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28.01.2020 | Original Research | Ausgabe 4/2020

Journal of General Internal Medicine 4/2020

Development and Establishment of Initial Validity Evidence for a Novel Tool for Assessing Trainee Admission Notes

Journal of General Internal Medicine > Ausgabe 4/2020
MD, MEd Danielle E. Weber, MD Justin D. Held, PhD Roman A. Jandarov, MD, MEd Matthew Kelleher, MD, MEd Ben Kinnear, MD, MEd Dana Sall, MD, MEd Jennifer K. O’Toole
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Documentation is a key component of practice, yet few curricula have been published to teach trainees proper note construction. Additionally, a gold standard for assessing note quality does not exist, and no documentation assessment tools integrate with established competency-based frameworks.


To develop and establish initial validity evidence for a novel tool that assesses key components of trainee admission notes and maps to the Accreditation Council for Graduate Medical Education (ACGME) milestone framework.


Using an iterative, consensus building process we developed the Admission Note Assessment Tool (ANAT). Pilot testing was performed with both the supervising attending and study team raters not involved in care of the patients. The finalized tool was piloted with attendings from other institutions.


Local experts participated in tool development and pilot testing. Additional attending physicians participated in pilot testing.

Main Measures

Content, response process, and internal structure validity evidence was gathered using Messick’s framework. Inter-rater reliability was assessed using percent agreement.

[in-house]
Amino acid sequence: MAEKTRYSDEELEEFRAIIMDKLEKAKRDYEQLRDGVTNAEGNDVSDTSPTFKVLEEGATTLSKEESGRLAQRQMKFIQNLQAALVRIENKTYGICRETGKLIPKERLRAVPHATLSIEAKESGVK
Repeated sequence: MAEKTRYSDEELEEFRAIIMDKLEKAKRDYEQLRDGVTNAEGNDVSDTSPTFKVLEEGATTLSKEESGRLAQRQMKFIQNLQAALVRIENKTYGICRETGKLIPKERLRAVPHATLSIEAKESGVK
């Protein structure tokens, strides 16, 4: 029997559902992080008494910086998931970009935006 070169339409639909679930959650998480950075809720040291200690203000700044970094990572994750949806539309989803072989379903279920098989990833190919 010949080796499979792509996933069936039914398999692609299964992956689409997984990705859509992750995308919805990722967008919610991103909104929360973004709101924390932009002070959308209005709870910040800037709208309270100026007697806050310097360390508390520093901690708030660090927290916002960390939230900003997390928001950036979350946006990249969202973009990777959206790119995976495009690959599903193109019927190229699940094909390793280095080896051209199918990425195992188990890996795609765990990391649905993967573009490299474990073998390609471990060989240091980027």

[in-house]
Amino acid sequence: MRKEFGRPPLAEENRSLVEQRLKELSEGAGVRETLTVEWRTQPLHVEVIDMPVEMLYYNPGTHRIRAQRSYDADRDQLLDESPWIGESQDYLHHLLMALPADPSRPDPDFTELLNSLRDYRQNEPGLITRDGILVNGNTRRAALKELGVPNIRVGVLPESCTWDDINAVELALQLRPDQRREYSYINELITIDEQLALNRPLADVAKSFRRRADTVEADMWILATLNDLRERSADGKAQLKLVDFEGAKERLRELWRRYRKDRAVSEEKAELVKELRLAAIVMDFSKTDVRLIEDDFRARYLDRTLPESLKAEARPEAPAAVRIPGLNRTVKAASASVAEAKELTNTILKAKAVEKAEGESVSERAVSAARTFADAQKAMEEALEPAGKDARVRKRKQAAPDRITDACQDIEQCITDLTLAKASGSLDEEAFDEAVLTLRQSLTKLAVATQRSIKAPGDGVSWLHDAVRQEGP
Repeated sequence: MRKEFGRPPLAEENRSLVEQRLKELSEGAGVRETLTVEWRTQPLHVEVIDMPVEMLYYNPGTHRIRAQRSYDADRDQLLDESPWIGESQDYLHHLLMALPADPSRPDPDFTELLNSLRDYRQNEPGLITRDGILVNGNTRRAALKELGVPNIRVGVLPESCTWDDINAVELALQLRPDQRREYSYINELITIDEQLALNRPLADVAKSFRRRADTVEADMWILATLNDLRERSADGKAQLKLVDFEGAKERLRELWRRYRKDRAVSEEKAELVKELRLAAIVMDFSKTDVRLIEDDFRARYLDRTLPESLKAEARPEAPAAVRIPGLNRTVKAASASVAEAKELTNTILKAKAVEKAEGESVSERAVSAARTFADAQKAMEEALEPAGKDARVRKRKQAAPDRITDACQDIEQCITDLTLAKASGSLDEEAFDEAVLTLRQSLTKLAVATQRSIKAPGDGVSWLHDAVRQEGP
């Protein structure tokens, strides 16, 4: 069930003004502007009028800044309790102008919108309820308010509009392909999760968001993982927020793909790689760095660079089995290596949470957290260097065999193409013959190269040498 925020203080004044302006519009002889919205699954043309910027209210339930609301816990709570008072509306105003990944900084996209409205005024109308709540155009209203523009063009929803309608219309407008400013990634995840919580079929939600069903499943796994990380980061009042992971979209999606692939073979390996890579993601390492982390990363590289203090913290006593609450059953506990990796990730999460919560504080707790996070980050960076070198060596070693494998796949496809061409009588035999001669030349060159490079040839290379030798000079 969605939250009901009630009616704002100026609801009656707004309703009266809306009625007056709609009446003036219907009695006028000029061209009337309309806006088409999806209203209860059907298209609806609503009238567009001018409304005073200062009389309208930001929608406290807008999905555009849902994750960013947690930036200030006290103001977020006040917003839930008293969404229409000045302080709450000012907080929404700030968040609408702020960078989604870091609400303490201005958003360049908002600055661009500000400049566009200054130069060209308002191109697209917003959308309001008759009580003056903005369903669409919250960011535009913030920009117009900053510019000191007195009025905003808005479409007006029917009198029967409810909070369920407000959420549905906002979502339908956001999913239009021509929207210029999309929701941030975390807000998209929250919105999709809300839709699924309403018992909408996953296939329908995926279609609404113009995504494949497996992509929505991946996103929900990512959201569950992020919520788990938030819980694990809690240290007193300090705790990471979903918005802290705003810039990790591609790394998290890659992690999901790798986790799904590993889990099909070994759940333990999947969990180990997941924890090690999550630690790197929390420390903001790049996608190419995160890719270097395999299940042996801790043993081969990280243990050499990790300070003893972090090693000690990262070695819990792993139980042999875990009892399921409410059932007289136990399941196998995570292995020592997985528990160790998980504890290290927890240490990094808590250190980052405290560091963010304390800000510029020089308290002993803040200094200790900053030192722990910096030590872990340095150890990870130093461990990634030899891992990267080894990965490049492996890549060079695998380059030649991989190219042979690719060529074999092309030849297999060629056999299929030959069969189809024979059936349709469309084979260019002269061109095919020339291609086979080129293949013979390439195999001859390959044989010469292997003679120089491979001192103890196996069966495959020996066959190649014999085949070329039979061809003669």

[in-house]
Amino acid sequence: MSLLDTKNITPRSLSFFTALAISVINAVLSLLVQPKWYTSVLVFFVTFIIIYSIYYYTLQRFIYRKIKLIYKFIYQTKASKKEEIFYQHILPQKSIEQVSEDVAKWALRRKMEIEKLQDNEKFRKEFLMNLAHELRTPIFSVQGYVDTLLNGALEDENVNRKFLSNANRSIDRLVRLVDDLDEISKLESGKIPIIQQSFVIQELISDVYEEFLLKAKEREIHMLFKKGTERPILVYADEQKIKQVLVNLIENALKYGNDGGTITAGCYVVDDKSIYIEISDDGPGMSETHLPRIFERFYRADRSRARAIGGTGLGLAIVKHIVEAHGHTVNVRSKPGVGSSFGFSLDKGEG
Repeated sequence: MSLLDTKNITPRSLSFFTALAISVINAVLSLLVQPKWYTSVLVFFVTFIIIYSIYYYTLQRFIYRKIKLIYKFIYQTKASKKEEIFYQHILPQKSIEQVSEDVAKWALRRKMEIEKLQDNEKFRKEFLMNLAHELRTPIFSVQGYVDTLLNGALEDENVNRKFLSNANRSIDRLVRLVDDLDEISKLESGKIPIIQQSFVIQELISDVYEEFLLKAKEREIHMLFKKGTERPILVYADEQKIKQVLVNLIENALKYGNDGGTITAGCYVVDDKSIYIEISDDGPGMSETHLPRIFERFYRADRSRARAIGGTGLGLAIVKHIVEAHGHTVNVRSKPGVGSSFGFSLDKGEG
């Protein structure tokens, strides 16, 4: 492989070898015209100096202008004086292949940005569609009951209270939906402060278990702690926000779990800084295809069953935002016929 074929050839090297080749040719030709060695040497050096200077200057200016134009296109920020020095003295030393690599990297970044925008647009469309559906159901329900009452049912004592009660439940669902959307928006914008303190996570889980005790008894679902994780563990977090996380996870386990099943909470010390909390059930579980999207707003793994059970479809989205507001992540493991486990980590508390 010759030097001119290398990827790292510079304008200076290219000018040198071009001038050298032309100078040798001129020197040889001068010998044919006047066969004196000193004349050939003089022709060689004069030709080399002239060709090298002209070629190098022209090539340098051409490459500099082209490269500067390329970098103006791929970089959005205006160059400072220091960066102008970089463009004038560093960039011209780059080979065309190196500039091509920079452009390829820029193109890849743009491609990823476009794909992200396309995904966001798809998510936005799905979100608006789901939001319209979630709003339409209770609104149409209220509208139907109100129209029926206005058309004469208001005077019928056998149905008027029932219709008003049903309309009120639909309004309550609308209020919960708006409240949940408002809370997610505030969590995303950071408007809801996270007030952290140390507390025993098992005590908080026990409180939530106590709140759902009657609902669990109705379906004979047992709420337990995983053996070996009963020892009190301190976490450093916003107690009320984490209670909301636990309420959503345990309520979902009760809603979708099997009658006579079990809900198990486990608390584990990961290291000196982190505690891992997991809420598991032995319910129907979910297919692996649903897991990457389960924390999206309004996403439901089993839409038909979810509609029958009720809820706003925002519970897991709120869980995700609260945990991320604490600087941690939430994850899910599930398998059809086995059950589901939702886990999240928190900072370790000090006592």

Key Results

The final tool consists of 16 checklist items and two global assessment items. Pilot testing demonstrated rater agreement of 72% to 100% for checklist items and 63% to 70% for global assessment items. Note assessment required an average of 12.3 min (SD 3.7). The study generated validity evidence in the domains of content, response process, and internal structure for use of the tool in rating admission notes.


The ANAT assesses individual components of a note, incorporates billing criteria, targets note “bloat,” allows for narrative feedback, and provides global assessments mapped to the ACGME milestone framework. The ANAT can be used to assess admission notes by any attending and at any time after note completion with minimal rater training. The ANAT allows programs to implement routine note assessment for multiple functions with the use of a single tool.

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